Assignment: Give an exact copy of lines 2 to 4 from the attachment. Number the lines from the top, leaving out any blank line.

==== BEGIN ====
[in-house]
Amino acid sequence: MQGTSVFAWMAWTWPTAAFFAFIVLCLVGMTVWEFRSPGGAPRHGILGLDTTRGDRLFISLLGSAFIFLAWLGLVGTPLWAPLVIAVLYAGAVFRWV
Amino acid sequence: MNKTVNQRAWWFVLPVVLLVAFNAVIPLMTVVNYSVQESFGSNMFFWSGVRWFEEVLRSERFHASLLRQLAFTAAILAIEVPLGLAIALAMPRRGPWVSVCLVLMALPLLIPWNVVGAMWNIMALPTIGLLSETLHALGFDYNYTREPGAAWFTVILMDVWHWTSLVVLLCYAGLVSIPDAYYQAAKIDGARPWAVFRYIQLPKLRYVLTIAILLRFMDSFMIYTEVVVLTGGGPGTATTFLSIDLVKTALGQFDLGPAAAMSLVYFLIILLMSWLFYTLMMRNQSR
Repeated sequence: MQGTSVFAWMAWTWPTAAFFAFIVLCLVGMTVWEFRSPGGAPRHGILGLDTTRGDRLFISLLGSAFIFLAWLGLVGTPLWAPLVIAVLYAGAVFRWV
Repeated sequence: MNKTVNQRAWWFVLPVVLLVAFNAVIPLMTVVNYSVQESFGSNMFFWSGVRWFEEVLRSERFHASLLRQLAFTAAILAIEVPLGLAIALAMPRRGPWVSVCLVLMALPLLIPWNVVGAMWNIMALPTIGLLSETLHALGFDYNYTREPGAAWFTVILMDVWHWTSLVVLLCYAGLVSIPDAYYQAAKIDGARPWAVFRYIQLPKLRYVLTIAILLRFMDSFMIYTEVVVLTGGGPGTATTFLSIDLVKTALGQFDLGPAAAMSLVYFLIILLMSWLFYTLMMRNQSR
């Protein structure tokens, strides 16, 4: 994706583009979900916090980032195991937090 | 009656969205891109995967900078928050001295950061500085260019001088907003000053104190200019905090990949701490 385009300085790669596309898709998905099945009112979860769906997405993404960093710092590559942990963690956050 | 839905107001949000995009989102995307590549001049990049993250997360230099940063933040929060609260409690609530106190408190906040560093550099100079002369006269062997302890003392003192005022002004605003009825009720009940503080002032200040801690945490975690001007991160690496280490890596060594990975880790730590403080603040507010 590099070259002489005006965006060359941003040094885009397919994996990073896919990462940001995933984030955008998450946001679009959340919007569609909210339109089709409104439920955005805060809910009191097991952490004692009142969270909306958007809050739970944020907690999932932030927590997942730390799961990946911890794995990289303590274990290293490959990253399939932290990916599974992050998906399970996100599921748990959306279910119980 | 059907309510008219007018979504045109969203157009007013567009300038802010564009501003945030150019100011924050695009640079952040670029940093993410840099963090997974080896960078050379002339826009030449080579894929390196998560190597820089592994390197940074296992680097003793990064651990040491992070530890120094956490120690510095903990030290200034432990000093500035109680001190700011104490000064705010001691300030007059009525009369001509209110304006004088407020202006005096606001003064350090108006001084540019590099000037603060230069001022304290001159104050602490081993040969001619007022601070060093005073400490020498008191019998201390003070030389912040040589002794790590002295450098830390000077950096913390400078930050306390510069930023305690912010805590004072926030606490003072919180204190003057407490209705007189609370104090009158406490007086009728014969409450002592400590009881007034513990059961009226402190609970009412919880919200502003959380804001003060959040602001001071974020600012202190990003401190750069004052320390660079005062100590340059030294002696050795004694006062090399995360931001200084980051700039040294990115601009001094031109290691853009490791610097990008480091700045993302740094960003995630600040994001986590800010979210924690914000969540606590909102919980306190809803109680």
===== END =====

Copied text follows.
Amino acid sequence: MQGTSVFAWMAWTWPTAAFFAFIVLCLVGMTVWEFRSPGGAPRHGILGLDTTRGDRLFISLLGSAFIFLAWLGLVGTPLWAPLVIAVLYAGAVFRWV
Amino acid sequence: MNKTVNQRAWWFVLPVVLLVAFNAVIPLMTVVNYSVQESFGSNMFFWSGVRWFEEVLRSERFHASLLRQLAFTAAILAIEVPLGLAIALAMPRRGPWVSVCLVLMALPLLIPWNVVGAMWNIMALPTIGLLSETLHALGFDYNYTREPGAAWFTVILMDVWHWTSLVVLLCYAGLVSIPDAYYQAAKIDGARPWAVFRYIQLPKLRYVLTIAILLRFMDSFMIYTEVVVLTGGGPGTATTFLSIDLVKTALGQFDLGPAAAMSLVYFLIILLMSWLFYTLMMRNQSR
Repeated sequence: MQGTSVFAWMAWTWPTAAFFAFIVLCLVGMTVWEFRSPGGAPRHGILGLDTTRGDRLFISLLGSAFIFLAWLGLVGTPLWAPLVIAVLYAGAVFRWV